The stepmother of an Alabama girl who was forced to run for hours in what became a fatal punishment for eating candy has pleaded guilty to her role in the 2012 death.
Jessica Mae Hardin, 31, pleaded guilty Friday to aggravated child abuse for the mistreatment of her stepdaughter, Savannah Hardin.
According to a statement from Etowah County prosecutors, Hardin had been charged with murder but entered the plea as part of a deal that allows her to avoid additional time in custody.
Savannah's grandmother, Joyce Hardin Garrard, was previously convicted of capital murder and sentenced to life in prison.
Prosecutors accused Jessica Hardin of failing to intervene on Savannah's behalf. According to the statement, prosecutors found that Hardin failed to do so because she was "extremely intimidated" by Garrard.
The AP reports that Savannah's mother and father were part of the negotiations that have won Hardin's release.
Hardin, who was pregnant when she was taken into custody and has since given birth to the child, was set to go to trial late this summer.
"Everyone who had been involved with the investigation and prosecution of these cases felt that the plea to aggravated child abuse was appropriate," prosecutor Marcus Reid said in a statement. "Each of us believed that this plea of guilty by Jessica Hardin would represent justice for Savannah."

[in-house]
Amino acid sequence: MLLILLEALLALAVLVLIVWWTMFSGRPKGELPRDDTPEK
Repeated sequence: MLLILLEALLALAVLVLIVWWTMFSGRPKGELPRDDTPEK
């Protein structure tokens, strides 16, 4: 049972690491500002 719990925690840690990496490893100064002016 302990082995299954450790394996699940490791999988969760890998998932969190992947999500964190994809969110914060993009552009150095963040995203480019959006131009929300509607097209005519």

Less than a year into her life sentence for her role in the death of the 9-year-old, Joyce Garrard suffered an apparent heart attack minutes after she was visited by members of her family.
The 50-year-old collapsed and was airlifted to a hospital, where she was placed on life support.
Garrard was convicted of capital murder last March in the death of Hardin, who she forced to run for nearly three hours before the girl collapsed and fell into seizures and later died of dehydration and low sodium.
Prosecutors showed that, in 2012, Garrard had forced the girl to run as a punishment for eating a candy bar and then lying about it.
Garrard told a bus driver at the time that the girl had a bladder condition and wasn't allowed to eat sweets.
A judge in the case overrided the jury's recommendation that Garrard be put to death.